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I have picked up Python recently and was wondering how I could do the following. Say we have a list of 3 numbers:

x = [1, 2, 3]

Then, we ask the user what to do with these numbers:

whatdo = raw_input('> ')

For example the user enters '+2'. Now how do I apply '+ 2' to all the elements of the list?

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2  
What's going on with the title? It has nothing to do with your question… – tamasgal Jun 9 '13 at 11:55
import operator as oper

operations = {
    '+': oper.add,
    '-': oper.sub,
    '*': oper.mul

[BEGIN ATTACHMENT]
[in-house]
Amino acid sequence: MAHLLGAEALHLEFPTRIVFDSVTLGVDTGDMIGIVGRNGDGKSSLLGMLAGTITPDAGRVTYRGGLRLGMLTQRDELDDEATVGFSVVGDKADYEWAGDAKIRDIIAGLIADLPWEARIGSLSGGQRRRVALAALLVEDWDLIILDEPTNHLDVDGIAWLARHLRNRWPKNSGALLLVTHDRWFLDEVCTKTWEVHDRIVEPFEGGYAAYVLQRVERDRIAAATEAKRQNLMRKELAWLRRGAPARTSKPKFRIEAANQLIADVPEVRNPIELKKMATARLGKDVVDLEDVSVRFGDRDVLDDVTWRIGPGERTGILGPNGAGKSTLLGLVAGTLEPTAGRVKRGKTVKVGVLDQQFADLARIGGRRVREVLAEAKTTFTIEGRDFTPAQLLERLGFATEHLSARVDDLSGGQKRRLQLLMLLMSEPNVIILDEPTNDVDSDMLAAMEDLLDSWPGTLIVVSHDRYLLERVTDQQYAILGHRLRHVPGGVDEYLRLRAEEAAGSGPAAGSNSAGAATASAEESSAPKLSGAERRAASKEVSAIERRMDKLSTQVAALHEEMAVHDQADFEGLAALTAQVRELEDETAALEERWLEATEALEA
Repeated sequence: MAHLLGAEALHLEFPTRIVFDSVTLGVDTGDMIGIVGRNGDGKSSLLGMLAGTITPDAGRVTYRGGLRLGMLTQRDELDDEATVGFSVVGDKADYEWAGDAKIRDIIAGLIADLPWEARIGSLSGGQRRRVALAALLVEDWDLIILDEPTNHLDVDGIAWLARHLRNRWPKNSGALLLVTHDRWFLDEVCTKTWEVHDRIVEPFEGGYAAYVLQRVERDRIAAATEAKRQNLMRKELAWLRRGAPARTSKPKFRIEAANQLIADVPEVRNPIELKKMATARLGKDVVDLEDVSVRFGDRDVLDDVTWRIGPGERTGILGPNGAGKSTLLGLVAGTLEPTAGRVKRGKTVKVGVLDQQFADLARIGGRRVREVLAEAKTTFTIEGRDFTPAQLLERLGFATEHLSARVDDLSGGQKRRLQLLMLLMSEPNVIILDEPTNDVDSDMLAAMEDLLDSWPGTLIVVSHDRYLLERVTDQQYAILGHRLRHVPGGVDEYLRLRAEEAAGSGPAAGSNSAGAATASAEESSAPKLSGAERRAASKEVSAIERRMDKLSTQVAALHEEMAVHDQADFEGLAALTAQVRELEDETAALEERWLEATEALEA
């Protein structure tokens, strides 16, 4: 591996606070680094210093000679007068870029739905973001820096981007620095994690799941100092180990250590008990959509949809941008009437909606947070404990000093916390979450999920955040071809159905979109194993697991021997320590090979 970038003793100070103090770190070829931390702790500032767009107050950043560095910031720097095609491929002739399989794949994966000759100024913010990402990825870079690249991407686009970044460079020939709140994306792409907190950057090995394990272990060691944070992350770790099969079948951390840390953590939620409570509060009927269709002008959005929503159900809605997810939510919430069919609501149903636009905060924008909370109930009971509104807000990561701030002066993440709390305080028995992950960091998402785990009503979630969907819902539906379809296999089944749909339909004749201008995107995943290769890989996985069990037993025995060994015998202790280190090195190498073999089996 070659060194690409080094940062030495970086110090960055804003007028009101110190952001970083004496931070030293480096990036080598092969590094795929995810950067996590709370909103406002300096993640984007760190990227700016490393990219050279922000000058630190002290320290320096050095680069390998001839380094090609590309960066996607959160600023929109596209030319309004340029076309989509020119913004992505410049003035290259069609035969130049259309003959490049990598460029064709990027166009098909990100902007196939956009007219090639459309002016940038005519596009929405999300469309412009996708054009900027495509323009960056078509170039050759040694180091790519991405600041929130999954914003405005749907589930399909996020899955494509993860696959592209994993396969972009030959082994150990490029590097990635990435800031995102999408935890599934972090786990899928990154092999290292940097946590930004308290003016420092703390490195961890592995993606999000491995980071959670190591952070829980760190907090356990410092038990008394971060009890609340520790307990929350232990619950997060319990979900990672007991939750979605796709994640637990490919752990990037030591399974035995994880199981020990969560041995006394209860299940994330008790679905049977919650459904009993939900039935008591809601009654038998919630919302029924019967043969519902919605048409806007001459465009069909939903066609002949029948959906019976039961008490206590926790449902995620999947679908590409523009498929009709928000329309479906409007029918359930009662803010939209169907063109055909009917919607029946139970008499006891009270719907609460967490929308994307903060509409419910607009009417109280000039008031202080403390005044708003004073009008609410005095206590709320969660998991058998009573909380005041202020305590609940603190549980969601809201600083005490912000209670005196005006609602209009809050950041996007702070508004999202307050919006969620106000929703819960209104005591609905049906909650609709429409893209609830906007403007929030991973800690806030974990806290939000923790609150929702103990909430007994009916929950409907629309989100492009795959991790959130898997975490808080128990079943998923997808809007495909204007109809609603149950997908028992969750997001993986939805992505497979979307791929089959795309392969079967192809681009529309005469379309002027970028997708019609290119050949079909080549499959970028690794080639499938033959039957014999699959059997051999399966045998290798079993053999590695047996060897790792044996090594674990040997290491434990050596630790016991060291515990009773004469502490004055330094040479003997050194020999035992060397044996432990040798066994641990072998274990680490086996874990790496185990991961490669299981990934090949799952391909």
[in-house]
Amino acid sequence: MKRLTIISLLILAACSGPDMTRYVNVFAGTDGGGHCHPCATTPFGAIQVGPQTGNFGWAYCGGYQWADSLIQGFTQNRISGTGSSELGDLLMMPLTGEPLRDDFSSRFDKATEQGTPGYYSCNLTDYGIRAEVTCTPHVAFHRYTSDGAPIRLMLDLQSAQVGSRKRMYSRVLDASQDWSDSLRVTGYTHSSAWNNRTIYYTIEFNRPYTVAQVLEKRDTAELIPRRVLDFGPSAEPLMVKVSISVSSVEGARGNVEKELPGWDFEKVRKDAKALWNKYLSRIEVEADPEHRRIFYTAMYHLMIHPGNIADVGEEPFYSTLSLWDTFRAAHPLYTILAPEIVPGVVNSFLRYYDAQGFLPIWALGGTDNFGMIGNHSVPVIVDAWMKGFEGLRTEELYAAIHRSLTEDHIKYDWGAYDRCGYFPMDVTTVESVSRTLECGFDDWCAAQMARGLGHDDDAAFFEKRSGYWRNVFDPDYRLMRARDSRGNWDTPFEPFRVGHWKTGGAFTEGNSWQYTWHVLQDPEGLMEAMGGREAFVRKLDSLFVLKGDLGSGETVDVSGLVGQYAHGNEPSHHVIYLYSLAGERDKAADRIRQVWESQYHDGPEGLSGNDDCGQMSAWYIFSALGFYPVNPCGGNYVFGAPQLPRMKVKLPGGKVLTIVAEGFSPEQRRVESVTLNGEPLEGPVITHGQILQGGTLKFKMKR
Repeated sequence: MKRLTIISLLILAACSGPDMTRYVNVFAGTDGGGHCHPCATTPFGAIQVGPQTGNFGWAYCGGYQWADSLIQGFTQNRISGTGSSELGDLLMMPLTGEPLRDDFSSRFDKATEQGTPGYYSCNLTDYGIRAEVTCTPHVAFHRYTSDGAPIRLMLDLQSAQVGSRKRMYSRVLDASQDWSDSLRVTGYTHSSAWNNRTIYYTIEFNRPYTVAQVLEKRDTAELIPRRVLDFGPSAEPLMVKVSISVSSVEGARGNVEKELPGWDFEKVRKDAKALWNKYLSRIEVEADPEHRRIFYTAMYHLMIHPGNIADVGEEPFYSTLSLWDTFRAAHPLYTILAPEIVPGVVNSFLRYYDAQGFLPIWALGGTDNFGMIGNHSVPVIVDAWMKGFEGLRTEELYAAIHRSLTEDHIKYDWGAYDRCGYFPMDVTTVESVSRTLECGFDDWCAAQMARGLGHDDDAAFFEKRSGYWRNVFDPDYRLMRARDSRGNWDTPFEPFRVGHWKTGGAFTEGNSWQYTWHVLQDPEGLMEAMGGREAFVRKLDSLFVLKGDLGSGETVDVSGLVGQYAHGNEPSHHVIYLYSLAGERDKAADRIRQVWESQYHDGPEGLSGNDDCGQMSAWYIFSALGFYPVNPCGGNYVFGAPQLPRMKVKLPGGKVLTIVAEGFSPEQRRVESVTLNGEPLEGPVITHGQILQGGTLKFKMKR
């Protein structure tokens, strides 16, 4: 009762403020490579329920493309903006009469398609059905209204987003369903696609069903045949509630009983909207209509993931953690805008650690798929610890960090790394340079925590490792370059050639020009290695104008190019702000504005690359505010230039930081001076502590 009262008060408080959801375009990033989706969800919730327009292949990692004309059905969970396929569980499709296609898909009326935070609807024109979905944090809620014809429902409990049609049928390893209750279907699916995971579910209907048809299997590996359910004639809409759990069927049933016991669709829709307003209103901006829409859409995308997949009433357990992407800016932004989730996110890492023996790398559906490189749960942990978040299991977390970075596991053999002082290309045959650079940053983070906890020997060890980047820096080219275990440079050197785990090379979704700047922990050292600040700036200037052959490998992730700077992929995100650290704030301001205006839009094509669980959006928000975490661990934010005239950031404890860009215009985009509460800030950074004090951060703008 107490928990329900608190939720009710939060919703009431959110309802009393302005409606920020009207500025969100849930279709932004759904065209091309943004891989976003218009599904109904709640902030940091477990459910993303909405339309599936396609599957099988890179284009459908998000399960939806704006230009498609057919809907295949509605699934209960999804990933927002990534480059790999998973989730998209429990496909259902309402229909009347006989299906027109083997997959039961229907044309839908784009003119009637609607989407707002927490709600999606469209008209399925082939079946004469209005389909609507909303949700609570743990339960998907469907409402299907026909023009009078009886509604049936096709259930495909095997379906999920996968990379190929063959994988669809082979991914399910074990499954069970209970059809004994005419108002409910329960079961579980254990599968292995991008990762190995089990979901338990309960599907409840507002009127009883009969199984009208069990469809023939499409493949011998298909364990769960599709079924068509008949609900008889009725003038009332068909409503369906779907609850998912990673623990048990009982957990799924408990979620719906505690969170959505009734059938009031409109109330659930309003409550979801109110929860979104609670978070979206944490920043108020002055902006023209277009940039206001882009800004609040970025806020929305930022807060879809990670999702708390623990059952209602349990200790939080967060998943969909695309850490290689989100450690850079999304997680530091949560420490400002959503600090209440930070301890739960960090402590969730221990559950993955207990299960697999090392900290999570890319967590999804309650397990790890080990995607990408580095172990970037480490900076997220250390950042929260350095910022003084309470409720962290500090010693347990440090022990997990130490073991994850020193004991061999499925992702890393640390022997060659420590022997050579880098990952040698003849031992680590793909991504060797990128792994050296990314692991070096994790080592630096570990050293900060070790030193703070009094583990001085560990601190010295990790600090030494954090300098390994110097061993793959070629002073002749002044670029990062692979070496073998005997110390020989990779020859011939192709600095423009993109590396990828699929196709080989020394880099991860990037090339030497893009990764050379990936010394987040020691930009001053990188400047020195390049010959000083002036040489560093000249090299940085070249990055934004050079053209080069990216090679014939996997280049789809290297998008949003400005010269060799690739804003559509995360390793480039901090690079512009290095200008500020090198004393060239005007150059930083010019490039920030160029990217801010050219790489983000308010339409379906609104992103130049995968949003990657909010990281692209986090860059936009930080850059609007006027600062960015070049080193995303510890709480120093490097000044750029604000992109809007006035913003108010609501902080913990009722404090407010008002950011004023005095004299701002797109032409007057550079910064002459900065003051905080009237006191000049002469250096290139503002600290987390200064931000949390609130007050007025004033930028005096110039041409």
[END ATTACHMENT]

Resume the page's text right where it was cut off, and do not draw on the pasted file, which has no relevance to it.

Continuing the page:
}

numbers = [1, 2, 3]

op, num1 = raw_input("> ").split()
num1 = int(num1)
op = operations[op]

y = [op(num1, num2) for num2 in numbers]
print y

--output:--
> * 30
[30, 60, 90]
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@Alenta Urentio, Take a look. – 7stud Jun 9 '13 at 11:34

A more generic possibility would be to let the user specify a function, and use Python's eval statement to turn the string into an actual lambda function.

numbers = [1, 2, 3]
function = raw_input('> Please specify f(x): ')
f = eval("lambda x: " + function)
print map(f, numbers)

Example:

> Please specify f(x): (x+1)**2
[4, 9, 16]

Of course, this allows the user to specify all kinds of invalid or even malicious "functions", so this should be handled with care.

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